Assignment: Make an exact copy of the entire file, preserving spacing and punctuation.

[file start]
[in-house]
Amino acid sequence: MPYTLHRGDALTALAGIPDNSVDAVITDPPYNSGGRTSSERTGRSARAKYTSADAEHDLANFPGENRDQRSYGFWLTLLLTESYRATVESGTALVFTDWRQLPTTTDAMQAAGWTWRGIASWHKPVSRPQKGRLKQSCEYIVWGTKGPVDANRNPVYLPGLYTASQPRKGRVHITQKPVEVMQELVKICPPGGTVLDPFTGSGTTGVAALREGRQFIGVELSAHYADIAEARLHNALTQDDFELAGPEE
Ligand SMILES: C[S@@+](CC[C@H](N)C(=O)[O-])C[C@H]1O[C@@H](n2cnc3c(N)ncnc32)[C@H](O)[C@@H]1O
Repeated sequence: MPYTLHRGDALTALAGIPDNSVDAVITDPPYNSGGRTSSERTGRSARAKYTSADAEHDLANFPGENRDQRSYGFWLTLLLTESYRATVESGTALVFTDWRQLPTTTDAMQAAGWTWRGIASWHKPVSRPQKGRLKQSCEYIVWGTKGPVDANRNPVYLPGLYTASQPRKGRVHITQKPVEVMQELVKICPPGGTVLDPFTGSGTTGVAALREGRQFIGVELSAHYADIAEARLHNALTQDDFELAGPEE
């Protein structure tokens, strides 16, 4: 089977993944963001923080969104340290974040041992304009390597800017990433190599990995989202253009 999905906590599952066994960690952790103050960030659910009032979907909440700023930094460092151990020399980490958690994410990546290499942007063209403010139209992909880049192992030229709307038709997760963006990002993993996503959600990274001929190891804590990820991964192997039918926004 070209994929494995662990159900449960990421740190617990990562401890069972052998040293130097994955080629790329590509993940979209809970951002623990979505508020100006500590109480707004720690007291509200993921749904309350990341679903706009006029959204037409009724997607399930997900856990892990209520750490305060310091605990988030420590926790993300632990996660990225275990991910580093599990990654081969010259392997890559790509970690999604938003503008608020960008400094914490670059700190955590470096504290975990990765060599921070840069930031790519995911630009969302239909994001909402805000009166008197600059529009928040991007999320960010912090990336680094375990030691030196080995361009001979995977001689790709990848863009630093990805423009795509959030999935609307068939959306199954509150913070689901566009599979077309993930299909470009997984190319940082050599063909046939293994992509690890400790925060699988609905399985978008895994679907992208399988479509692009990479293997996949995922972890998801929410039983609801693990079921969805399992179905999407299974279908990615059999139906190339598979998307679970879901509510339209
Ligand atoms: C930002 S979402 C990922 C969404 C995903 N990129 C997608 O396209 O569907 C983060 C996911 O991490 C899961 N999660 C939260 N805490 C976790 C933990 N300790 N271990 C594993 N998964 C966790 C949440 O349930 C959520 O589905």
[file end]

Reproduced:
[in-house]
Amino acid sequence: MPYTLHRGDALTALAGIPDNSVDAVITDPPYNSGGRTSSERTGRSARAKYTSADAEHDLANFPGENRDQRSYGFWLTLLLTESYRATVESGTALVFTDWRQLPTTTDAMQAAGWTWRGIASWHKPVSRPQKGRLKQSCEYIVWGTKGPVDANRNPVYLPGLYTASQPRKGRVHITQKPVEVMQELVKICPPGGTVLDPFTGSGTTGVAALREGRQFIGVELSAHYADIAEARLHNALTQDDFELAGPEE
Ligand SMILES: C[S@@+](CC[C@H](N)C(=O)[O-])C[C@H]1O[C@@H](n2cnc3c(N)ncnc32)[C@H](O)[C@@H]1O
Repeated sequence: MPYTLHRGDALTALAGIPDNSVDAVITDPPYNSGGRTSSERTGRSARAKYTSADAEHDLANFPGENRDQRSYGFWLTLLLTESYRATVESGTALVFTDWRQLPTTTDAMQAAGWTWRGIASWHKPVSRPQKGRLKQSCEYIVWGTKGPVDANRNPVYLPGLYTASQPRKGRVHITQKPVEVMQELVKICPPGGTVLDPFTGSGTTGVAALREGRQFIGVELSAHYADIAEARLHNALTQDDFELAGPEE
């Protein structure tokens, strides 16, 4: 089977993944963001923080969104340290974040041992304009390597800017990433190599990995989202253009 999905906590599952066994960690952790103050960030659910009032979907909440700023930094460092151990020399980490958690994410990546290499942007063209403010139209992909880049192992030229709307038709997760963006990002993993996503959600990274001929190891804590990820991964192997039918926004 070209994929494995662990159900449960990421740190617990990562401890069972052998040293130097994955080629790329590509993940979209809970951002623990979505508020100006500590109480707004720690007291509200993921749904309350990341679903706009006029959204037409009724997607399930997900856990892990209520750490305060310091605990988030420590926790993300632990996660990225275990991910580093599990990654081969010259392997890559790509970690999604938003503008608020960008400094914490670059700190955590470096504290975990990765060599921070840069930031790519995911630009969302239909994001909402805000009166008197600059529009928040991007999320960010912090990336680094375990030691030196080995361009001979995977001689790709990848863009630093990805423009795509959030999935609307068939959306199954509150913070689901566009599979077309993930299909470009997984190319940082050599063909046939293994992509690890400790925060699988609905399985978008895994679907992208399988479509692009990479293997996949995922972890998801929410039983609801693990079921969805399992179905999407299974279908990615059999139906190339598979998307679970879901509510339209
Ligand atoms: C930002 S979402 C990922 C969404 C995903 N990129 C997608 O396209 O569907 C983060 C996911 O991490 C899961 N999660 C939260 N805490 C976790 C933990 N300790 N271990 C594993 N998964 C966790 C949440 O349930 C959520 O589905």